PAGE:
Not a Bad Definition of Human
One Thursday, I sent an angry email.
I also snapped at my mother. I kept a colleague waiting. I texted a friend that I loved her. I talked with a buddy in stress. I felt jealous I wasn’t included in a conversation. Between meetings, I basked in some long-unseen sunlight. I hoped a peer thought I was smart. I got enough sleep.
If I stuck one of those sentences on stage alone, I could really judge myself. I’m a bad person for snapping at my mother. I’m a good person for attending to friends. I’m a small-minded person for being jealous.
But those judgments aren’t accurate. They take a sliver of a much larger whole and judge the whole from it. It’s like looking through a telescope and judging the entire sky from it.
We are unsimple and contradictory creatures. Which might not be a bad definition of human. Our soul is an ongoing process; it cannot be pinned down to any one behavior or thought - good or bad.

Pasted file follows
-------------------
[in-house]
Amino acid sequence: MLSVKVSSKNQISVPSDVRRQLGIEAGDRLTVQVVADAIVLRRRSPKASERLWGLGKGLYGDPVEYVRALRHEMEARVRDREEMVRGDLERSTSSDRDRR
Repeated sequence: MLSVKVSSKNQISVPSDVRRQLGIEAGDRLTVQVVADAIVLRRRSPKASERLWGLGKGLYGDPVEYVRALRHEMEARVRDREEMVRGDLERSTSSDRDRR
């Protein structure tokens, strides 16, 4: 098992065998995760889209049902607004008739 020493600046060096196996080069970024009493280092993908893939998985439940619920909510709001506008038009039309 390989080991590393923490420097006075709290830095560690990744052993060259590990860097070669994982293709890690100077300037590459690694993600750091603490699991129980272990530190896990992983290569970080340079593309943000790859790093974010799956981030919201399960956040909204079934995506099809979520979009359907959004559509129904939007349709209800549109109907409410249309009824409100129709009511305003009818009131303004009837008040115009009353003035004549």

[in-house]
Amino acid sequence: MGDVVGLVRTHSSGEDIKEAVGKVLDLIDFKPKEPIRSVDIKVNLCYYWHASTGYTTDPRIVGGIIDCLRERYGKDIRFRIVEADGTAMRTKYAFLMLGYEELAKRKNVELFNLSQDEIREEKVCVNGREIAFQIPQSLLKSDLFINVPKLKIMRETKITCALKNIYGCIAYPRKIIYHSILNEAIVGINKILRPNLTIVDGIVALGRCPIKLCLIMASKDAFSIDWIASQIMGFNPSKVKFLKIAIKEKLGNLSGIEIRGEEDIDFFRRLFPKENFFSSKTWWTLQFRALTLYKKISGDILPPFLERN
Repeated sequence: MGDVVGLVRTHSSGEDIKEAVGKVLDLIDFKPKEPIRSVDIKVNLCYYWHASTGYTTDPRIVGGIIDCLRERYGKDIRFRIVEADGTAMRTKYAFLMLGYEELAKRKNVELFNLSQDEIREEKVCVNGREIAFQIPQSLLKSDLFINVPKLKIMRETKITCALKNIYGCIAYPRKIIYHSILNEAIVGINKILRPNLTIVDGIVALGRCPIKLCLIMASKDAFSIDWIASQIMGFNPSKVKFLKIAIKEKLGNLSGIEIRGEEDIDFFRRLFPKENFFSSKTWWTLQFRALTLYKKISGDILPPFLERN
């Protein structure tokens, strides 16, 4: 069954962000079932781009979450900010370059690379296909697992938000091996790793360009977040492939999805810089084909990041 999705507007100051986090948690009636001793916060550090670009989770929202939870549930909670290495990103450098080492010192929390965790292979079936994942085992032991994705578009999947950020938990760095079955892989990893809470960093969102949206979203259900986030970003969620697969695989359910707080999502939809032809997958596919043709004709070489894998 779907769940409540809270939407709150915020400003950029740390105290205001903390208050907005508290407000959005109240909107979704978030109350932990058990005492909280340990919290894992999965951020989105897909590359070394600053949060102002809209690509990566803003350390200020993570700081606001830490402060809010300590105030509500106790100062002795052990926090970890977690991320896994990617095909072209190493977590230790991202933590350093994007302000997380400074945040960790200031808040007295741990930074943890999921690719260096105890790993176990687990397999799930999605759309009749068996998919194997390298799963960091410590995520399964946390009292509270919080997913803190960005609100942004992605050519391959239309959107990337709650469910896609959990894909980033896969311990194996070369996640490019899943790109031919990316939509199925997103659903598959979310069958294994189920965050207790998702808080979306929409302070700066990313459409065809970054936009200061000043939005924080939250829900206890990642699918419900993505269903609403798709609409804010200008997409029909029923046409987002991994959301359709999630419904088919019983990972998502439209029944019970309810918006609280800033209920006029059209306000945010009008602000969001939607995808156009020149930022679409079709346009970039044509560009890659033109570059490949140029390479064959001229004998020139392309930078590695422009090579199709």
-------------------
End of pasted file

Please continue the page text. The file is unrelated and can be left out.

That Thursday, and every day, I have a dizzying spectrum of different, often unaligned pieces in me: kindness and vengeance, despair and delight, terror and greatheartedness. But I am no one piece; I am the whole.
As the whole, my work is to hold all the pieces with hands firm enough, gentle enough that I don’t over-identify with or get overrun by any one piece. As the whole, my work is to hold others with hands wise enough to know they are more than the piece I am seeing.
It’s not permission to send unkind emails or snap at people. It’s awareness that we are more than those angry pieces. And I think we own that awareness by choosing to act from different pieces in the future.
That’s some work, eh?
But the alternative is to mis-see ourselves and others, to mistake the sliver for the whole. It might be a manageable way to see humans, but it’s not an accurate way to see humans.
So why not aim to hold ourselves and others as the whole and holy sweep of contradictions we are? We were never promised that living would be easy. But we can move ourselves towards living that is truthful.
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